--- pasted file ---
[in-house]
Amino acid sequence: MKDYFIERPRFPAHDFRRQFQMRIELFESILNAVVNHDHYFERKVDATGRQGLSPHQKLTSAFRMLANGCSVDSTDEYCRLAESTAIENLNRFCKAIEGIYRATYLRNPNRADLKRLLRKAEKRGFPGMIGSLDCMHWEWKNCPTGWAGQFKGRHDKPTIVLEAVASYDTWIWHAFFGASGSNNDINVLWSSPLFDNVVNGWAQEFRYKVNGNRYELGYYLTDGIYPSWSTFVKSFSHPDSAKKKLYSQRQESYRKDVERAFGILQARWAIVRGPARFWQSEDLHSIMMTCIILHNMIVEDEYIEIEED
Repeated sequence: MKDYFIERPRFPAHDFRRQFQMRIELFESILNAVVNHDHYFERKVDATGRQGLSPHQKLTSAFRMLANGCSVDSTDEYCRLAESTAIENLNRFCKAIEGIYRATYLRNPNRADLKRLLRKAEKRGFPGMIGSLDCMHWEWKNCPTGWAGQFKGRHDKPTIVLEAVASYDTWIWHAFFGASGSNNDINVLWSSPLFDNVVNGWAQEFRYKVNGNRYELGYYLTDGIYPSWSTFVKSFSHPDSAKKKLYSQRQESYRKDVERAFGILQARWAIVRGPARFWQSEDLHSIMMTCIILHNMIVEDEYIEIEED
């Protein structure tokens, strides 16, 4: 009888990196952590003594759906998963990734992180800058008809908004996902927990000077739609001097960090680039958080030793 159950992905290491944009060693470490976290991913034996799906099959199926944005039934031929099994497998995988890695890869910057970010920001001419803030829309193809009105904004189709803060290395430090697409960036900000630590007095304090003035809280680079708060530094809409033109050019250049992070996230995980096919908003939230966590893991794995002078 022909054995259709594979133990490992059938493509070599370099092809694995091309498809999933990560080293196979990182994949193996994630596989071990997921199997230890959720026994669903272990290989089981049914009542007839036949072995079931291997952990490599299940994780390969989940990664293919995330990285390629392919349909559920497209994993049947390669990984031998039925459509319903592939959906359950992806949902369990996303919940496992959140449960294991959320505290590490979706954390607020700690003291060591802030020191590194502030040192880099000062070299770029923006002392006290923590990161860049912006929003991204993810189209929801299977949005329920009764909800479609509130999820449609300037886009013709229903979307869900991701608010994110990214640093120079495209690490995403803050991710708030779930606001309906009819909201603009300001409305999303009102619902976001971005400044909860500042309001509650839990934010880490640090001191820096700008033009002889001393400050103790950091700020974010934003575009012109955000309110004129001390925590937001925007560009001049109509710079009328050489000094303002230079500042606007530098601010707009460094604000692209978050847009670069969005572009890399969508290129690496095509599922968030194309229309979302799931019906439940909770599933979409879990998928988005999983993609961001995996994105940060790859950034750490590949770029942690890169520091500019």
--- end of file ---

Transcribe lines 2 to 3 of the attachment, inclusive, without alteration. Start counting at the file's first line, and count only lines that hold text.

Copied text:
Amino acid sequence: MKDYFIERPRFPAHDFRRQFQMRIELFESILNAVVNHDHYFERKVDATGRQGLSPHQKLTSAFRMLANGCSVDSTDEYCRLAESTAIENLNRFCKAIEGIYRATYLRNPNRADLKRLLRKAEKRGFPGMIGSLDCMHWEWKNCPTGWAGQFKGRHDKPTIVLEAVASYDTWIWHAFFGASGSNNDINVLWSSPLFDNVVNGWAQEFRYKVNGNRYELGYYLTDGIYPSWSTFVKSFSHPDSAKKKLYSQRQESYRKDVERAFGILQARWAIVRGPARFWQSEDLHSIMMTCIILHNMIVEDEYIEIEED
Repeated sequence: MKDYFIERPRFPAHDFRRQFQMRIELFESILNAVVNHDHYFERKVDATGRQGLSPHQKLTSAFRMLANGCSVDSTDEYCRLAESTAIENLNRFCKAIEGIYRATYLRNPNRADLKRLLRKAEKRGFPGMIGSLDCMHWEWKNCPTGWAGQFKGRHDKPTIVLEAVASYDTWIWHAFFGASGSNNDINVLWSSPLFDNVVNGWAQEFRYKVNGNRYELGYYLTDGIYPSWSTFVKSFSHPDSAKKKLYSQRQESYRKDVERAFGILQARWAIVRGPARFWQSEDLHSIMMTCIILHNMIVEDEYIEIEED